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How Do I Choose the Best Corn Syrup?

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  • Written By: Kristeen Moore
  • Edited By: E. E. Hubbard
  • Last Modified Date: 23 November 2016
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Corn syrup is a type of cooking tool derived from maize and sugars, and it is used to enhance flavors as well as to change the texture and bulk of certain foods. Although different corn syrups are widely used in a variety of commercially-packaged foods, the liquids are also used for home cooking. The syrup comes in either a light or dark version, and the kind you choose ultimately depends on what you are making. If you run out of corn syrup, there are also substitutions that you can make that will not ruin your particular recipe. Although there are health concerns over the use of syrups in cooking, most health experts agree that moderation is the key, just as with any other sweetened goods.

Liquid sweeteners, such as corn syrup, are widely used in sugary foods in order to naturally increase the flavors and to thicken a food’s texture. Food manufacturers widely use high fructose syrup in particular because it greatly sweetens different snacks and beverages. Regular syrups sold in bottles are a home cook’s ultimate resource in baking cakes and making candy from scratch. Unlike other sweeteners, corn syrup does not crystallize upon use or cause any grainy textures in foods.

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Traditional corn syrups come in either a light or dark versions, but, before purchasing, you must first determine the desired sweetness of your particular recipe. Corn syrup is generally utilized at home in baked goods, but you will get different results depending on whether you use the light or dark liquid. Darker corn syrups have richer flavors, so they are generally preferred for making chocolate and fudge. Light corn syrup is also sweet, but the taste is not as overpowering, so you might use this version for less rich-tasting baked goods. Golden syrup and honey are often used as substitutes for corn versions when cooks run out.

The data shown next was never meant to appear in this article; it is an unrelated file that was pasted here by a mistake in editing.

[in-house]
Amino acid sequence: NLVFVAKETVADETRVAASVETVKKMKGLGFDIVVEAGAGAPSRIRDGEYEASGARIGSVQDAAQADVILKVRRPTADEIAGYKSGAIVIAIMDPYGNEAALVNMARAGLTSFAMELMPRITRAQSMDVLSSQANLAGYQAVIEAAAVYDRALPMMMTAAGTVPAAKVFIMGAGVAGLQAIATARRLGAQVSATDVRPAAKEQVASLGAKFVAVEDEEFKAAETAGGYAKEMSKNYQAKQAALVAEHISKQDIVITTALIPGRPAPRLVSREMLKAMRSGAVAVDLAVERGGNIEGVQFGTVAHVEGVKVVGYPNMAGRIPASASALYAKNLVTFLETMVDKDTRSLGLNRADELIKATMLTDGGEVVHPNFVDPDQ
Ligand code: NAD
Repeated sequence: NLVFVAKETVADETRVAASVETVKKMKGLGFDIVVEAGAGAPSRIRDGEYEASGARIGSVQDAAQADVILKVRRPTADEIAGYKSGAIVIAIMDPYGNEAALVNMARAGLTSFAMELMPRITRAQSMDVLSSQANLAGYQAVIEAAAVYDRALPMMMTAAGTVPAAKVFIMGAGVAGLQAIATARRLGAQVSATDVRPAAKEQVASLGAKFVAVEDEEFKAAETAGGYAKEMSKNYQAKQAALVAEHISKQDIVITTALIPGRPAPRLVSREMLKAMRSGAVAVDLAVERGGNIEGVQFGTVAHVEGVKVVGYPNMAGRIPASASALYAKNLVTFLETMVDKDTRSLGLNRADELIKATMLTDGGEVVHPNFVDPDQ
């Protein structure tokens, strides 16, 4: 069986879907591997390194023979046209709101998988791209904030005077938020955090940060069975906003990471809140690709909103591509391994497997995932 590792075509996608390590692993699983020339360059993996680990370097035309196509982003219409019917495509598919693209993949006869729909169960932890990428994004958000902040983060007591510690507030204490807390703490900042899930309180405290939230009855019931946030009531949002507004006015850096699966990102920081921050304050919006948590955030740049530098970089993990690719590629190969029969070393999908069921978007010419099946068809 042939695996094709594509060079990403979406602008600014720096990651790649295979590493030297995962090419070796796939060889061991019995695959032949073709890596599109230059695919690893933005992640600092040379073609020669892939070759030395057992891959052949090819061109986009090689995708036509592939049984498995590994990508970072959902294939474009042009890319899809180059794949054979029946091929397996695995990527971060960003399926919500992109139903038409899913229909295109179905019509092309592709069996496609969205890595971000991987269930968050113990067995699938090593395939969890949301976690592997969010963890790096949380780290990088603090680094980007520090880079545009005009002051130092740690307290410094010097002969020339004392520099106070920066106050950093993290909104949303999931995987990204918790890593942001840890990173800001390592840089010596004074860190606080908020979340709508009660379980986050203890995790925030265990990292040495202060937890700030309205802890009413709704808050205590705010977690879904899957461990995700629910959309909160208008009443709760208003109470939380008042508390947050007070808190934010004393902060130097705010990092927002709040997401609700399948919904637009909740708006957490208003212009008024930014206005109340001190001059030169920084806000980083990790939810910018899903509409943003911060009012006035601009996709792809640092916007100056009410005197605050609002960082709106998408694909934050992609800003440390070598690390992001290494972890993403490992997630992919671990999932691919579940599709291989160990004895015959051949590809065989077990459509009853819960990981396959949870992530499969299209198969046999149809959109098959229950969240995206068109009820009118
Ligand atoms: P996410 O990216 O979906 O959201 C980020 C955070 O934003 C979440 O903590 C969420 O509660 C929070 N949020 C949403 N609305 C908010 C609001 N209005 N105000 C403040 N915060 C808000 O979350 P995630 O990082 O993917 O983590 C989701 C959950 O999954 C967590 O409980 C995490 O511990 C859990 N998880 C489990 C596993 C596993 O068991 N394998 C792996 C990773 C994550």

Obesity is a rising epidemic in some countries, and many consumers are concerned about the use of corn syrups in packaged goods as well as for home cooking. High fructose corn syrup has especially come under scrutiny, given the fact that it contains higher levels of sugar than other similar liquids. At the same time, most nutritionists feel that corn syrup is not to blame for obesity, and the liquids can safely be used in moderation as part of an overall healthy diet. If you have a health condition in which you need to limit your sugar intake, then you might consider avoiding high fructose syrups.

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literally45
Post 3

@ZipLine-- Yes, use the light version but don't over do it. I made margaritas with corn syrup before. They were good but I put a little too much in the first batch and the corn fructose syrup caused a little bit of an aftertaste. The second batch was good, I only put about a teaspoon in that one.

If you need to use more and you don't want the aftertaste, you might just want to go for liquid cane sugar. I think a cocktail with a lot of flavor will be fine with corn syrup. If you want to make lime margaritas though, use very little.

ZipLine
Post 2

What type of corn syrup should I use for alcoholic cocktails? I'm thinking that light corn syrup will be best so that it won't overpower the other fruity flavors.

Has anyone here made cocktails with corn syrup?

serenesurface
Post 1

This is definitely an interesting topic because there seems to be a consensus among doctors and health enthusiasts that corn syrup is not good, period.

I personally agree, but I'm even more rigid about the subject because I have type two diabetes. I was diagnosed when I was only 24 and I'm convinced that a poor diet high in carbs and sugars caused my illness. I used to eat so many commercial sweets, snacks and sodas that contained corn syrup.

I'm not going to say that sugar, honey or other sweeteners are better than corn syrup though. They're all bad and they all wreak havoc with our metabolism, blood sugar levels and insulin efficiency. The only sugar I'm allowed now is one or two small portions of low-glycemic fresh fruit per day.

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